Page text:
"That's when we realized how big this was, and that we'd need outside help. We enlisted people to go to stops, measure traffic and count people getting off and on and we hired bike messengers to see where the buses went. The cyclists used Field Papers to transcribe the various routes and what they found out, which we recompiled back into a database of trips, stops, companies and frequency. At a rough estimate, these shuttles transport about 40% of the amount of passengers Caltrain moves each day." This is brilliant.
stamen  transit  maps  sf  siliconvalley 
september 2012 by infovore
[Noisebridge-discuss] update on the shrine!
"So, as some of you may know, the old shrine got re-activated as a working shrine a few days ago, and the Church classroom cleared away for meditation and contemplation, led by Fa Zang (Rinpoche), the guy in the buddhist monk robe who has been doing a lot of sewing in the craft area recently." I love mailing lists. And this is a remarkable post.
mailinglists  noisebridge  sf  hackers  geeks  buddhists  funny 
december 2011 by infovore
Ursula K. Le Guin | VICE
An unexpected place for a Le Guin interview, but it's great nontheless.
ursulaleguin  books  fiction  sf  writing 
october 2011 by infovore
Short story: Covehithe by China Miéville | Books | guardian.co.uk
Marvellous. Can't say any more - you need to read this (very) short story - but it's really, really lovely: shivers down the spine, and something heartwarming, all at once. And: set in a slightly magical part of the world.
books  chinamieville  writing  fiction  shortfiction  sf 
july 2011 by infovore
John Wyndham: The unread bestseller | Books | guardian.co.uk
"It's true that Wyndham's preference is for no-nonsense, brisk, wry narrators, and the horrors that visit the books can seem like opportunities to show off good old British pluck. But the books are surprisingly unheroic, and often (notably in the cases of Kraken and Triffids) peculiarly open-ended. And if you look closely, you begin to see that there's something very uncosy, persistently unsettling, about these books, that continues to ask profound questions about the limits of our culture and the foundations of the post-war world."
sciencefiction  writing  johnwyndham  sf 
december 2010 by infovore
The Future Is A Blank Canvas Pinned To A Brick Wall « Matthew Sheret.com
"We access that history with tools that were, almost entirely, the props of science fiction my parents might have encountered – if they read it. My phone is my sonic screwdriver, the internet my TARDIS; these are the tools with which I unlock and manipulate time."
future  sf  design  writing  mattsheret  history 
october 2010 by infovore
Good Show Sir - Only the worst Sci-fi/Fantasy book covers
Solid illustration comedy gold, mainly from the 70s and 80s.
scifi  sf  fantasy  books  covers  ohdear  terrible 
april 2010 by infovore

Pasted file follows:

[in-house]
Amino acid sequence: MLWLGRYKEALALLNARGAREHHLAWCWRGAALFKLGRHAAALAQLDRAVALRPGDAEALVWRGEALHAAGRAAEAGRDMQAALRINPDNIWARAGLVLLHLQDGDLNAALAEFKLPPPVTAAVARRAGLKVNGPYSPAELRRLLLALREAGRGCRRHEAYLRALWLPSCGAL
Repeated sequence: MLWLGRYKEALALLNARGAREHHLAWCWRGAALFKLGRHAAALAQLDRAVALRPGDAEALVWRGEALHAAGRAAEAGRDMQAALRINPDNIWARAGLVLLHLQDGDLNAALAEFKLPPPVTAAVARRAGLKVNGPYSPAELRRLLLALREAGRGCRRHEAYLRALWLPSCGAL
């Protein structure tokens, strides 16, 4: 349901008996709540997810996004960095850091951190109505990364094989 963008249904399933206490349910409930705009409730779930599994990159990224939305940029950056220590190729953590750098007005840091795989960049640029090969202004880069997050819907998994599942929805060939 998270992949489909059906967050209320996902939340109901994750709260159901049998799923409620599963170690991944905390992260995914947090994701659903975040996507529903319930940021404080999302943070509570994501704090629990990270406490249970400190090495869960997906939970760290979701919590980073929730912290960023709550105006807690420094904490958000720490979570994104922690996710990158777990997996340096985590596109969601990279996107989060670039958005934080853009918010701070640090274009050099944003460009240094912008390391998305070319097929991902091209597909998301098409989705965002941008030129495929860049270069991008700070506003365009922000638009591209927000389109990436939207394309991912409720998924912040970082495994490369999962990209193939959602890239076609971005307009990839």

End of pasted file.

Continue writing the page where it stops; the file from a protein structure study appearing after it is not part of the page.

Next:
They're Made Out Of Meat
"You're not understanding, are you? You're refusing to deal with what I'm telling you. The brain does the thinking. The meat."
writing  shortstory  sf  meat  via:tomc 
february 2010 by infovore
Hilobrow | Middlebrow is not the solution
"Dreamed up by American and European SF writers in the late 19th and early 20th centuries — at a time when Lamarckian evolutionary philosophy, which posits a tendency for organisms to become more perfect as they evolve (because such change is needed or wanted, e.g., by “life”), remained popular — many of the first fictional supermen were portrayed by their creators as examples of a more perfect species towards which humankind has supposedly long aimed. Radium-Age superman was, that is to say, homo superior, an evolved human whose superiority was mental, physical, or both." Lovely essay; a nice bit of SF history (and originally published on IO9, I believe).
olafstapledon  fiction  sf  homosuperior  supermen  sciencefiction 
january 2010 by infovore
SF0
"SFZero is a Collaborative Production Game. Players build characters by completing tasks for their groups and increasing their Score. The goals of play include meeting new people, exploring the city, and participating in non-consumer leisure activities."
games  play  art  sf  cities  urban  open  collaboration  sanfrancisco  sf0 
february 2009 by infovore
Abyss & Apex : Fourth Quarter 2007: Wikihistory
"Take it easy on the kid, SilverFox316; everybody kills Hitler on their first trip. I did. It always gets fixed within a few minutes, what's the harm?"
writing  history  fiction  sf  timetravel 
january 2009 by infovore
paulhammond.org: Minimuni
"As the about page says, if you live exactly 6 minutes from Sunset Tunnel East Portal, 8 minutes from Duboce and Church, and 10 minutes from Church Station you may find it useful too." Bespoke tools for yourself that might happen to be useful to others. I like this a lot.
travel  muni  sf  web  application  timetable  personal  situated  software 
december 2008 by infovore
An Alternate History of Chinese Science Fiction - No Fear of the Future
Quite remarkable; alternate-history of SF as if it were all written by Chinese authors. Inventive, witty, deft.
scifi  sf  pseudohistory  china  alternatehistory  books 
may 2007 by infovore
New Statesman - Imaginary friends
"To conflate fantasy with immaturity is a rather sizeable error. Rational yet non-intellectual, moral yet inexplicit, symbolic not allegorical, fantasy is not primitive but primary." Ursula le Guin on fine form in the NS.
ursulaleguin  fantasy  sf  writing  fiction  literature  essay  criticism  children  reading 
december 2006 by infovore